Akron Doctor Charged for Illegally Distributing Prescription Painkillers
A criminal information was filed charging an Akron physician with illegally distributing tens of thousands of doses of prescription painkillers, said Steven M. Dettelbach, United States Attorney for the Northern District of Ohio.
Brian Heim, age 56, was charged with one count of conspiracy to distribute controlled substances and 20 counts of distribution of controlled substances.
“Our region is awash in opioids that have brought heartbreak and suffering to countless families,” Dettelbach said. “We will continue to work with the DEA to identify and prosecute physicians who illegally divert pills.”
Heim is registered with the State of Ohio Medical Board as a medical doctor specializing in family medicine, obstetrics and gynecology. From August 2011 through October 2012, Heim and others agreed to illegally distribute thousands of doses of prescription painkillers to customers from Heim’s office at 3562 Ridge Park Drive, Suite A, in Akron, according to the information.
Heim distributed and dispensed more than 30,000 tablets of Oxycodone, Oxycontin and Opana to various individuals for which there was not a legitimate medical purpose. He did this by one or more of the following manners: without adequate verification of the patient’s identity or medical complaint; without adequate and reliable patient medical history; without performance of a complete or adequate examination; without establishment of a true diagnosis; without the use of appropriate diagnostic or laboratory testing, and others, according to the information.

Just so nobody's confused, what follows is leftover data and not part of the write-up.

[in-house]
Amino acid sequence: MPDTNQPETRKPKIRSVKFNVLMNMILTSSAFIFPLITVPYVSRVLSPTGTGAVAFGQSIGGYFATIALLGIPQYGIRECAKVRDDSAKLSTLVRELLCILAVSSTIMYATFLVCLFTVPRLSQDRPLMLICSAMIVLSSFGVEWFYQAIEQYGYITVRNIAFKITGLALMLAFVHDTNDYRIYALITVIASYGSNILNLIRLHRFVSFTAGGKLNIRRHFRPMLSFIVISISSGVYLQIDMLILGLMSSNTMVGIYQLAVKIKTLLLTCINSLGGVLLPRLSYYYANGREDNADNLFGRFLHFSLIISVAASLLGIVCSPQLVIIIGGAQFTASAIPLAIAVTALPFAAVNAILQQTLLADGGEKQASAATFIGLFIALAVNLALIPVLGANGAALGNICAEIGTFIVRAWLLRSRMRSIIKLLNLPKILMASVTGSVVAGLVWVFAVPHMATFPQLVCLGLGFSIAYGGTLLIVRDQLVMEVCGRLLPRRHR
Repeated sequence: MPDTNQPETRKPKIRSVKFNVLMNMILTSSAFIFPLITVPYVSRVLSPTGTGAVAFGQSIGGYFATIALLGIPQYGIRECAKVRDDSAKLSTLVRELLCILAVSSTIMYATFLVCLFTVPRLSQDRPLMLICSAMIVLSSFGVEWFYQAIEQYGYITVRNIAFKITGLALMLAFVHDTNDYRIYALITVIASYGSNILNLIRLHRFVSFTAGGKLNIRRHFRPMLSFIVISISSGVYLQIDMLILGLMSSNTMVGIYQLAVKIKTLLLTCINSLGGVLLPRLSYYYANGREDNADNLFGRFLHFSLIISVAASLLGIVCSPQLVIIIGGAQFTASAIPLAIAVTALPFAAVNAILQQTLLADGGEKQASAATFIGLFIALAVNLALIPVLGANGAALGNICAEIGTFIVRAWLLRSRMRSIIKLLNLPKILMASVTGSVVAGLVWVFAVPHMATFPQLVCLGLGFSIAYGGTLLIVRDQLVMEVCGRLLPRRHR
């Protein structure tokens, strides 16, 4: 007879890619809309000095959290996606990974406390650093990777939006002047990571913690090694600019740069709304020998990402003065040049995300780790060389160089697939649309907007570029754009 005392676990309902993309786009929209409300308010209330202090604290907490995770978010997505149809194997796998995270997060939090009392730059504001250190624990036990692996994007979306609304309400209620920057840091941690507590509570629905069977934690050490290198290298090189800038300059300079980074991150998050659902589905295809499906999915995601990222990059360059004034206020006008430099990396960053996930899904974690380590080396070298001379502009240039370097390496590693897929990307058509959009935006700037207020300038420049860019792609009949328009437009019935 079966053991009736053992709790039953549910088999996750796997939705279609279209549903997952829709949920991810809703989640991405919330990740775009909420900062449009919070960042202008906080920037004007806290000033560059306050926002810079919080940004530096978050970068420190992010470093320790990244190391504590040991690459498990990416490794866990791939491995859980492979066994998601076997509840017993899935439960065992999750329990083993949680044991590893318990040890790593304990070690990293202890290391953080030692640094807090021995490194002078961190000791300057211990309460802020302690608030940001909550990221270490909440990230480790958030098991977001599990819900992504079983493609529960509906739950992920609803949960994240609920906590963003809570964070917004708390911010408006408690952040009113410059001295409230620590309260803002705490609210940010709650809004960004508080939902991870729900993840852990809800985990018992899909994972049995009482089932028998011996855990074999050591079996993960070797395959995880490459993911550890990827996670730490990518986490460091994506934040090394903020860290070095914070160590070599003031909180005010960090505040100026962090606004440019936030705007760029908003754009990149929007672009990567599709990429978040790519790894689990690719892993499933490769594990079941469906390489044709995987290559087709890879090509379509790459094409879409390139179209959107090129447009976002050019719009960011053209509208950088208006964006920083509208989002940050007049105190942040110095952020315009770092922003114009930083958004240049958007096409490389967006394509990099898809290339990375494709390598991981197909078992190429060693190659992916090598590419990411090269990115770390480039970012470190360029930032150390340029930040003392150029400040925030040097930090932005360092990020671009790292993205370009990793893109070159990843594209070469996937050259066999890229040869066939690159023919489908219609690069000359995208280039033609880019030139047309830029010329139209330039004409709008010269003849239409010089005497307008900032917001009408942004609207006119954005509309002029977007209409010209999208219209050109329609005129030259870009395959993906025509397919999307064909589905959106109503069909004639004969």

Heim and others did this by using pre-signed blank prescription forms upon which Heim’s staff would fill in the controlled substance and dosage to be prescribed, according to the information.
The case was prosecuted by Assistant U.S. Attorney Vasilie C. Katsaros following an investigation by the Drug Enforcement Administration.
If convicted, the defendant’s sentence will be determined by the court after a review of the federal sentencing guidelines and factors unique to the case, including the defendant’s prior criminal record (if any), the defendant’s role in the offense and the characteristics of the violation.
A charge is not evidence of guilt. A defendant is entitled to a fair trial in which it will be the government’s burden to prove guilt beyond a reasonable doubt.